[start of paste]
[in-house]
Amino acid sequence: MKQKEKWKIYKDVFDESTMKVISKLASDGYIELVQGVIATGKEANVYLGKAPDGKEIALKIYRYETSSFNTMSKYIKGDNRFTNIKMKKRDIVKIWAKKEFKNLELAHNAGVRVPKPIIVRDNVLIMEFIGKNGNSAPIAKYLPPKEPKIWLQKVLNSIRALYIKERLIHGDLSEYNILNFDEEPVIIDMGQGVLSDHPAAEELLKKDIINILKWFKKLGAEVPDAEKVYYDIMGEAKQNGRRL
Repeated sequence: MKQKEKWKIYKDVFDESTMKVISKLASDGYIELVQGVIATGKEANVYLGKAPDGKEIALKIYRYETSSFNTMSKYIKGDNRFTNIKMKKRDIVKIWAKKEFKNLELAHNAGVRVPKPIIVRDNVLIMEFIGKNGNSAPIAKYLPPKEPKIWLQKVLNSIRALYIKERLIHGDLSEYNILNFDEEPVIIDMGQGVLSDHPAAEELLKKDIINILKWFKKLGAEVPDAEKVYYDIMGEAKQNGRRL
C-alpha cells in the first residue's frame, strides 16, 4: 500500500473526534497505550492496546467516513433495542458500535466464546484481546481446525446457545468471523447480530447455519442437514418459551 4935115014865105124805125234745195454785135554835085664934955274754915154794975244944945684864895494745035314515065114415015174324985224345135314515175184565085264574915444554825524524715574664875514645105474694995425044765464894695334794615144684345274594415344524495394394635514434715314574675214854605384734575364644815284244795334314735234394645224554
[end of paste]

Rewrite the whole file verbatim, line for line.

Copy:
[in-house]
Amino acid sequence: MKQKEKWKIYKDVFDESTMKVISKLASDGYIELVQGVIATGKEANVYLGKAPDGKEIALKIYRYETSSFNTMSKYIKGDNRFTNIKMKKRDIVKIWAKKEFKNLELAHNAGVRVPKPIIVRDNVLIMEFIGKNGNSAPIAKYLPPKEPKIWLQKVLNSIRALYIKERLIHGDLSEYNILNFDEEPVIIDMGQGVLSDHPAAEELLKKDIINILKWFKKLGAEVPDAEKVYYDIMGEAKQNGRRL
Repeated sequence: MKQKEKWKIYKDVFDESTMKVISKLASDGYIELVQGVIATGKEANVYLGKAPDGKEIALKIYRYETSSFNTMSKYIKGDNRFTNIKMKKRDIVKIWAKKEFKNLELAHNAGVRVPKPIIVRDNVLIMEFIGKNGNSAPIAKYLPPKEPKIWLQKVLNSIRALYIKERLIHGDLSEYNILNFDEEPVIIDMGQGVLSDHPAAEELLKKDIINILKWFKKLGAEVPDAEKVYYDIMGEAKQNGRRL
C-alpha cells in the first residue's frame, strides 16, 4: 500500500473526534497505550492496546467516513433495542458500535466464546484481546481446525446457545468471523447480530447455519442437514418459551 4935115014865105124805125234745195454785135554835085664934955274754915154794975244944945684864895494745035314515065114415015174324985224345135314515175184565085264574915444554825524524715574664875514645105474694995425044765464894695334794615144684345274594415344524495394394635514434715314574675214854605384734575364644815284244795334314735234394645224554